A Chicago mom who let her three kids play for half an hour, literally across the street, WHILE SHE PEEKED OUT AT THEM every 10 minutes was found guilty of child neglect. She has lost her job in home health care because, of course, if you look her up, she looks like the last person you’d want around your family. Now her case is being appealed by Chicago’s Family
The Center exists to aid parents in just such cases. It was founded by Stanford Law graduate Diane Redleaf in 1984 to fight for the rights of parents to raise their kids without fear of a government sledgehammer. As its mission statement says: “We advocate for families…threatened with losing their children to foster care.” And it adds: “Any family can be the victim of a false, harassing, or misguided Hotline call.”
That’s what happened to this mom (boldface mine). DCFS = Department of Children & Family Services in Illinois. The whole story appears in the center’s newsletter.
Family Defense Center and pro bono firm Winston & Strawn LLP claim decision discriminates on the basis of disability.
Natasha F. did not expect that allowing her kids to enjoy a summer afternoon would lead to years of strife and an unfair child neglect label against her. On July 29, 2013, Natasha’s three boys were playing outside with their cousin. Natasha’s children were 11, 9, and 5 years old, respectively, and their cousin was 9. The nine-year-old child’s mother is a close friend of Natasha’s, and the women were inside with a third friend, regularly checking on their children through the window. The four children were playing in a park, located in the lot adjacent to the apartment, and Natasha had left her oldest child in charge.
Natasha checked from her window that the children were fine every 10 minutes. And the children were doing fine and were only outside for about half an hour. Natasha and her friends all approved of their children’s using their energy in playing in the park, and believed this form of play helped them. But when a preschool teacher visited the park with her class that teacher assumed the children were completely unsupervised. Instead of simply asking the children to be careful, or asking them where their parents were, the preschool teacher left the park with her class and placed a hotline call to DCFS, apparently unaware that caring adults were a moment away.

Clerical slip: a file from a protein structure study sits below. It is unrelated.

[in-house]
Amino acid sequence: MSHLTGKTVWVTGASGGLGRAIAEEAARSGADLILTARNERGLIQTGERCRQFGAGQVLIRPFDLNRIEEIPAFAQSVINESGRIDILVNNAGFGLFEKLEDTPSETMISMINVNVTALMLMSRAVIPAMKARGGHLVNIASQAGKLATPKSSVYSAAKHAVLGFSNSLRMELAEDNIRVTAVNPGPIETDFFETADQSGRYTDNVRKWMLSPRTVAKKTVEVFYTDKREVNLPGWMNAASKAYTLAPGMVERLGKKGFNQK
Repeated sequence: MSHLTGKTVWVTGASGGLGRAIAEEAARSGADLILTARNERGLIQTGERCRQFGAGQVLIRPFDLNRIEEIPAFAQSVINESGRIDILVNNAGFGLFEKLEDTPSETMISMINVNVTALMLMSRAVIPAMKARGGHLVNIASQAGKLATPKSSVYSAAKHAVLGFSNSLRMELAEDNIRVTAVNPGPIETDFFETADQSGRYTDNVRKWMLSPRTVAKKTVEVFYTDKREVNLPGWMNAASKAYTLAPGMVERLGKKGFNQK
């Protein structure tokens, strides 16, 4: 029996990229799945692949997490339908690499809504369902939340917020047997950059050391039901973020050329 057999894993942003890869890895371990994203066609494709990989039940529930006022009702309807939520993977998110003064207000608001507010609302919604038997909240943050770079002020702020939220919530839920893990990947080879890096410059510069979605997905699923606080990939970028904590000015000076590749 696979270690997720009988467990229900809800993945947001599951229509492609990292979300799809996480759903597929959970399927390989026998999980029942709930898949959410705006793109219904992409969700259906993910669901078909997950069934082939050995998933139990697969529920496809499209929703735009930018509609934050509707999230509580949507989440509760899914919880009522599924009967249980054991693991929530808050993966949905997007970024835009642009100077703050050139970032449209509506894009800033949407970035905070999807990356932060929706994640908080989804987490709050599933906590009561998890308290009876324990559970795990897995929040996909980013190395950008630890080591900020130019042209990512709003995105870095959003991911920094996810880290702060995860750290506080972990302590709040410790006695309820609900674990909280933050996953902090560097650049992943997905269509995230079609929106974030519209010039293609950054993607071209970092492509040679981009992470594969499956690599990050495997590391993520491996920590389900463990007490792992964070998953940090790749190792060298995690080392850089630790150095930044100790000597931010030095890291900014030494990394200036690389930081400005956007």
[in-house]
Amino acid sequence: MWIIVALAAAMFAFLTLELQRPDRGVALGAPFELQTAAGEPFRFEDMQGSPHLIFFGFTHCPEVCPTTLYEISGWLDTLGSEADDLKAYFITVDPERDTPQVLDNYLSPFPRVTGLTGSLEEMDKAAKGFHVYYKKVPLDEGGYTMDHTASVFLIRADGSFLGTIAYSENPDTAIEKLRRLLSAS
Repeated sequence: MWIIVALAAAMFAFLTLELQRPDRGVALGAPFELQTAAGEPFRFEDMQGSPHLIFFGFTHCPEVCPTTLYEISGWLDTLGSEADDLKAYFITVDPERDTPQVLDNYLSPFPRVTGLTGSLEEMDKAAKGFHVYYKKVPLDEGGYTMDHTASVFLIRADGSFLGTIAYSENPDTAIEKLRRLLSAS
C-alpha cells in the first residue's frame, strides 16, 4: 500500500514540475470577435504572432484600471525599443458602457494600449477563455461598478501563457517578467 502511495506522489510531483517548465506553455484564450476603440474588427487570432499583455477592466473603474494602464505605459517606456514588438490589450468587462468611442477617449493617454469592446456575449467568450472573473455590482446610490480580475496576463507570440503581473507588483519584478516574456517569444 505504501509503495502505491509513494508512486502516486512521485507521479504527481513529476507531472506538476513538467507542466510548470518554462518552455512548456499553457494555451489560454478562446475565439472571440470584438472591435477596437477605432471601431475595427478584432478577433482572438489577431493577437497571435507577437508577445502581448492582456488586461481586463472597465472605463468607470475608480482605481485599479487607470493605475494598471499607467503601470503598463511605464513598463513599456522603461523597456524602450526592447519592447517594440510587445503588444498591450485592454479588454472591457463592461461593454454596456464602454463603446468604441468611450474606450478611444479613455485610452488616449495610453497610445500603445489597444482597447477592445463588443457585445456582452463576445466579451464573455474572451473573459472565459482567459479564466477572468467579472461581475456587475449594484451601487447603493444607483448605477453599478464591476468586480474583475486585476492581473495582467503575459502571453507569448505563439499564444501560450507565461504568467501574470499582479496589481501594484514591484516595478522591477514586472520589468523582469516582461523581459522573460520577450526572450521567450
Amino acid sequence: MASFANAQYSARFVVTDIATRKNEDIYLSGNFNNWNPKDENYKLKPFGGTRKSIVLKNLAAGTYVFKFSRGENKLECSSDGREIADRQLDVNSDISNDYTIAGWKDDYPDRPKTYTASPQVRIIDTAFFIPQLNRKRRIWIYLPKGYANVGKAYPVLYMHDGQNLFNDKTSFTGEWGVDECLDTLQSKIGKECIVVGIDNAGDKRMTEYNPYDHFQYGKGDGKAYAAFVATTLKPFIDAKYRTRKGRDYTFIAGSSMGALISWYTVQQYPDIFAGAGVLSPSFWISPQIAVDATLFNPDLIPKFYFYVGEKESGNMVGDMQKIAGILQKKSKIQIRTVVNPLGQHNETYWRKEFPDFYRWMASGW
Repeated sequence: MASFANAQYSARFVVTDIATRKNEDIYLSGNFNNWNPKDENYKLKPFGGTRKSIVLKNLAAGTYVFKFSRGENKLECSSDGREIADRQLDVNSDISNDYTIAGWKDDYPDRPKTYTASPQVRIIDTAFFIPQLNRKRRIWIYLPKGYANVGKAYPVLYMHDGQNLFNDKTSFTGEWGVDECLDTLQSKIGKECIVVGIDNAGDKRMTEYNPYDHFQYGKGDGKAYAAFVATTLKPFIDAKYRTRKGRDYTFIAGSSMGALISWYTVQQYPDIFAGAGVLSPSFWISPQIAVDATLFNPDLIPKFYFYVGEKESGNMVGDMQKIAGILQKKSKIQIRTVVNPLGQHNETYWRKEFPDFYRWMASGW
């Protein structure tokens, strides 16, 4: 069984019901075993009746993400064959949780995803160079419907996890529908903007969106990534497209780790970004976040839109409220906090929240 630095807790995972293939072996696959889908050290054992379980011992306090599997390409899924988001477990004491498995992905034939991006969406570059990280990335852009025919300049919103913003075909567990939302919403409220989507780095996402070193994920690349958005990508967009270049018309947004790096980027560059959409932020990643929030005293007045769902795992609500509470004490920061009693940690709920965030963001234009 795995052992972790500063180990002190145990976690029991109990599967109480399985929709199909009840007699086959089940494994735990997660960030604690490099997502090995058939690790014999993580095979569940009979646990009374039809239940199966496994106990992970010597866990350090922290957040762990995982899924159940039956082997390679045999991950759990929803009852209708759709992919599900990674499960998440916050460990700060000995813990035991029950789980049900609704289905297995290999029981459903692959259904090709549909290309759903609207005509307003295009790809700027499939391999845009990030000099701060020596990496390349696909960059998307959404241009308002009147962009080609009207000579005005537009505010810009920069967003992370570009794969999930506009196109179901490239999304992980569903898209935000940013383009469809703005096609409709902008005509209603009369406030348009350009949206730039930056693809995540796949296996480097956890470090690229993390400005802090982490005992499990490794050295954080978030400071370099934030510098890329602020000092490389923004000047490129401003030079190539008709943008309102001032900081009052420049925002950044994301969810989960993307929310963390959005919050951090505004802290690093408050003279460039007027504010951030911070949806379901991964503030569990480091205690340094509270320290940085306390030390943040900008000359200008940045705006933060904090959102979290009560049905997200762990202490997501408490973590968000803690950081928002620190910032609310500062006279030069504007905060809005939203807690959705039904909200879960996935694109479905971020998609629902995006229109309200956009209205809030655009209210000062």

Natasha’s ordeal is not over, and at each stage of the case, critical factual and legal errors have been made, according the Center and pro bono attorney Kathleen Barry of Winston & Strawn LLP, who is leading the appellate effort. DCFS decided to indicate Natasha and her friend for “inadequate supervision.” Natasha appealed that decision through DCFS’s administrative process, and at the hearing she received, the DCFS Administrative Law Judge rested the decision against her on the teacher’s statement that she had seen one of Natasha’s children sliding the youngest boy under parked cars on a skateboard. But this report was contrary to the initial Hotline call, and Natasha testified it was entirely false: her two older children were playing on a scooter, which has a pole preventing it from fitting under parked cars, making it impossible to believe the teacher’s account.
The Administrative Law Judge also relied on the fact that Natasha’s two older boys have diagnoses of ADHD and were not taking medication for it at the time. The judge concluded that the 11-year-old therefore should not have been trusted to watch out for the well-being of his younger brothers. But the Center contends that ADHD is one of the most commonly diagnosed medical conditions in children, and it does not prevent children from learning how to develop responsibility and forethought. Indeed, the DCFS investigator had agreed that the oldest boy, who had been left in charge, was mature enough to be trusted outside alone and acknowledged he was aware of safety rules to keep in mind when watching his brothers. Moreover, the boys had stopped taking ADHD medicine during the summer at the doctor’s recommendation because the medicine caused medical complications and unpleasant side effects.
None of the four children experienced any harm in the half hour or so that they spent outside. Yet DCFS investigators concluded that the children were neglected due to Natasha’s “inadequate supervision.” For a parent to be indicated for inadequate supervision, a minor must have been left “without supervision for an unreasonable period of time without regard for the mental or physical health, safety, or welfare of the minor.” In this case, three children playing in a park within eyesight of their home was deemed to be child neglect.
Read the rest here, if you can stand it. The mom got put on the child abuse registry and even on appeal was found “guilty” again. Now she is afraid to let her kids even take out the garbage. What if someone tattles to DCFS about them being outside unsupervised?
On a personal note, as the mom of a boy who also had a diagnosis of ADHD in middle school, who also went off his meds for the summer, I can attest that his “disability” did not turn him into a non-person, incapable of interacting with or helping other kids.
The main issue, increasingly, seems to be this: It cannot be considered neglect or abuse to give our children some unsupervised time. Parents must be allowed to raise their kids the way they believe is safe and good, so long as they are not putting the children in obvious, immediate, and indisputable danger. Not “What if something bad happened?” danger. REAL danger. -L.